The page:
# Is this really faster? - Journal of Omnifarious

## Aug. 30th, 2009

### 01:38 pm - *Is this really faster?*

This:

unsigned int clipdigit(unsigned int * const v) { unsigned int digit = (*v) % 10; (*v) /= 10; return digit; }is turned into this:

.globl clipdigit .type clipdigit, @function clipdigit: .LFB11: .cfi_startproc movl (%rdi), %ecx movl $-858993459, %edx movl %ecx, %eax mull %edx shrl $3, %edx leal 0(,%rdx,8), %eax movl %edx, (%rdi) leal (%rax,%rdx,2), %edx movl %ecx, %eax subl %edx, %eax ret .cfi_endproc .LFE11: .size clipdigit, .-clipdigit

As a small hint/bit of explanation, 2^{32} - 858993459 = 3435973837 = 2^{35} / 10 + 2.

Is mull really **that** much faster than divl on x86_64 machines?

I was expecting to get code more like this rather straightforward bit:

.globl clipdigit .type clipdigit, @function clipdigit: .LFB11: .cfi_startproc movl (%rdi), %eax movl $10, %ecx xorl %edx, %edx divl %ecx movl %eax, (%rdi) movl %edx, %eax ret .cfi_endproc .LFE11: .size clipdigit, .-clipdigit

It turns out in testing that the second clip of code is much, much slower than the first clip. The strange mull method is about 5 times faster than the straightforward divl method. Wow, divl seems really broken if it's that slow.

**Current Mood:**confused

rosencrantz319(Link)omnifarious(Link)I just did. It turns out that divl is really, really slow.

hattifattener(Link)omnifarious(Link)I guess that makes sense. gcc is pretty spiffy for noticing a divide by a constant and turning into such convoluted (but much faster) code.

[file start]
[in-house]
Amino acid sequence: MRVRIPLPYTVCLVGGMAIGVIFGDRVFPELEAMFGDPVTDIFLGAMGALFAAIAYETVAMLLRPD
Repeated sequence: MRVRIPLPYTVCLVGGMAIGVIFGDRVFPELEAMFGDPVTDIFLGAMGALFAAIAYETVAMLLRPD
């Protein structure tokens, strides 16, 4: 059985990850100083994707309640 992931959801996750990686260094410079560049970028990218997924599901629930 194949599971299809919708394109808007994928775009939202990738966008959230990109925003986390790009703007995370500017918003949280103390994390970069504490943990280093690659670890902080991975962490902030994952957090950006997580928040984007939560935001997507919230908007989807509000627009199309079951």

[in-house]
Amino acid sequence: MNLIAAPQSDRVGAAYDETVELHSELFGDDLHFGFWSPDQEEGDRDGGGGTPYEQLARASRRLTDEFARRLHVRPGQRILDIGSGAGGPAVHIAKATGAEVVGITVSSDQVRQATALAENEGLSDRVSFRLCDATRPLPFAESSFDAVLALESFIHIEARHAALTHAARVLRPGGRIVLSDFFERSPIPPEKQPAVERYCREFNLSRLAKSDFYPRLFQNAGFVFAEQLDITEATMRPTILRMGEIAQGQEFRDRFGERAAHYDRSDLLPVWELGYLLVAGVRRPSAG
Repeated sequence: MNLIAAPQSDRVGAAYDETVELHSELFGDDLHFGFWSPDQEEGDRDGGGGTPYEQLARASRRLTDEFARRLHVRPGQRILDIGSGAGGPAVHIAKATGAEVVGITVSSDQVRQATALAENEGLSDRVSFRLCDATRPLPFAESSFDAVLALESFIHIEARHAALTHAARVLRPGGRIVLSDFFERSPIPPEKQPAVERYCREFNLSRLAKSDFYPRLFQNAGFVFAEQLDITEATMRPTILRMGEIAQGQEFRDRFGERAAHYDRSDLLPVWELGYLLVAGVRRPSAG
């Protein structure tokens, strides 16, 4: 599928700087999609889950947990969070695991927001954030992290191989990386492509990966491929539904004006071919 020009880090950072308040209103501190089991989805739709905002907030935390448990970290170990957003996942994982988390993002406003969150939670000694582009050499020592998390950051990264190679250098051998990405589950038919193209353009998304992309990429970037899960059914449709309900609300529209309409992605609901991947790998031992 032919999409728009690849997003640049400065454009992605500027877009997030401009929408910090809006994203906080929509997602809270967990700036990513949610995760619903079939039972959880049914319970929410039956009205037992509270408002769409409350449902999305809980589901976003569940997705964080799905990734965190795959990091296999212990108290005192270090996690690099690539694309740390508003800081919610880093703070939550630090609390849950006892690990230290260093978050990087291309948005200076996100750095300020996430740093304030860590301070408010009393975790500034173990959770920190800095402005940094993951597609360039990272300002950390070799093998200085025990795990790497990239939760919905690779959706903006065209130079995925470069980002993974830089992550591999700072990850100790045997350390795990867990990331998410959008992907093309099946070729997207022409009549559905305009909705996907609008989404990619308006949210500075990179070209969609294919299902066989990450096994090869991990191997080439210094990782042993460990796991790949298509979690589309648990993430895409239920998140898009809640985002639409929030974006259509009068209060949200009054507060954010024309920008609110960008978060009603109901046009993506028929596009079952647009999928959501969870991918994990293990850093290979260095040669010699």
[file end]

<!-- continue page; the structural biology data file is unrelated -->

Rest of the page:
omnifarious(Link)You know, what's really amusing is close to the beginning of my education as a programmer I taught myself how to write multiply and divide routines in assembly for instructions sets that didn't have them. The 6502 and the Z-80 specifically. At around that time, I actually knew how many cycles many of the instructions I used took because it was clearly listed next to the instruction in the manual.

Now I look online and have a really hard time finding hard information like that. I know things have gotten lots more complicated with pipelines and caches and it's not anywhere near as simple as a simple cycle count for each addressing mode. But some kind of indication that the chip's implementation of divide is much more expensive than its implementation of multiply would be really helpful.

Edited at 2009-08-31 06:25 am (UTC)